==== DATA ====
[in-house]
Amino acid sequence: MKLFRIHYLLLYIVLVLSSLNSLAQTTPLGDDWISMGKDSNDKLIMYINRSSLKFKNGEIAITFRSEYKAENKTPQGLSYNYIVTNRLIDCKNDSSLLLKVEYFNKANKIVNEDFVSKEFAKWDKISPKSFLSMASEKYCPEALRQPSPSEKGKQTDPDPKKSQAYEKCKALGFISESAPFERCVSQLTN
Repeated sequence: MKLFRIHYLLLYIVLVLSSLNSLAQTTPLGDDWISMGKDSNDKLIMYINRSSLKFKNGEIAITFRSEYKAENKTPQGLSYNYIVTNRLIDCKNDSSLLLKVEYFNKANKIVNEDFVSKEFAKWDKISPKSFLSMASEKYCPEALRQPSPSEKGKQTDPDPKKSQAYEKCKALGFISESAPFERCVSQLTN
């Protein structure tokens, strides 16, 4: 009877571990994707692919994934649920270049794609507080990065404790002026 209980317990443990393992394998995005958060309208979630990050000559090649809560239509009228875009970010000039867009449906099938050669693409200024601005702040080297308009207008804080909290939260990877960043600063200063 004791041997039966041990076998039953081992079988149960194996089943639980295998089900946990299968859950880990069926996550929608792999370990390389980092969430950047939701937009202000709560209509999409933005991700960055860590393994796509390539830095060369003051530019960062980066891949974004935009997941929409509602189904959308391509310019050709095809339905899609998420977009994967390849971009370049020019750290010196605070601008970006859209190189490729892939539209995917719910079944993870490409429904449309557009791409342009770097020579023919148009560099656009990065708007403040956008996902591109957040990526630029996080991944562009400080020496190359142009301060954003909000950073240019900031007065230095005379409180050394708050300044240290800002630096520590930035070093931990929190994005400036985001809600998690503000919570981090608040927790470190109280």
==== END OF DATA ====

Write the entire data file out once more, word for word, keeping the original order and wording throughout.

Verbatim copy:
[in-house]
Amino acid sequence: MKLFRIHYLLLYIVLVLSSLNSLAQTTPLGDDWISMGKDSNDKLIMYINRSSLKFKNGEIAITFRSEYKAENKTPQGLSYNYIVTNRLIDCKNDSSLLLKVEYFNKANKIVNEDFVSKEFAKWDKISPKSFLSMASEKYCPEALRQPSPSEKGKQTDPDPKKSQAYEKCKALGFISESAPFERCVSQLTN
Repeated sequence: MKLFRIHYLLLYIVLVLSSLNSLAQTTPLGDDWISMGKDSNDKLIMYINRSSLKFKNGEIAITFRSEYKAENKTPQGLSYNYIVTNRLIDCKNDSSLLLKVEYFNKANKIVNEDFVSKEFAKWDKISPKSFLSMASEKYCPEALRQPSPSEKGKQTDPDPKKSQAYEKCKALGFISESAPFERCVSQLTN
């Protein structure tokens, strides 16, 4: 009877571990994707692919994934649920270049794609507080990065404790002026 209980317990443990393992394998995005958060309208979630990050000559090649809560239509009228875009970010000039867009449906099938050669693409200024601005702040080297308009207008804080909290939260990877960043600063200063 004791041997039966041990076998039953081992079988149960194996089943639980295998089900946990299968859950880990069926996550929608792999370990390389980092969430950047939701937009202000709560209509999409933005991700960055860590393994796509390539830095060369003051530019960062980066891949974004935009997941929409509602189904959308391509310019050709095809339905899609998420977009994967390849971009370049020019750290010196605070601008970006859209190189490729892939539209995917719910079944993870490409429904449309557009791409342009770097020579023919148009560099656009990065708007403040956008996902591109957040990526630029996080991944562009400080020496190359142009301060954003909000950073240019900031007065230095005379409180050394708050300044240290800002630096520590930035070093931990929190994005400036985001809600998690503000919570981090608040927790470190109280």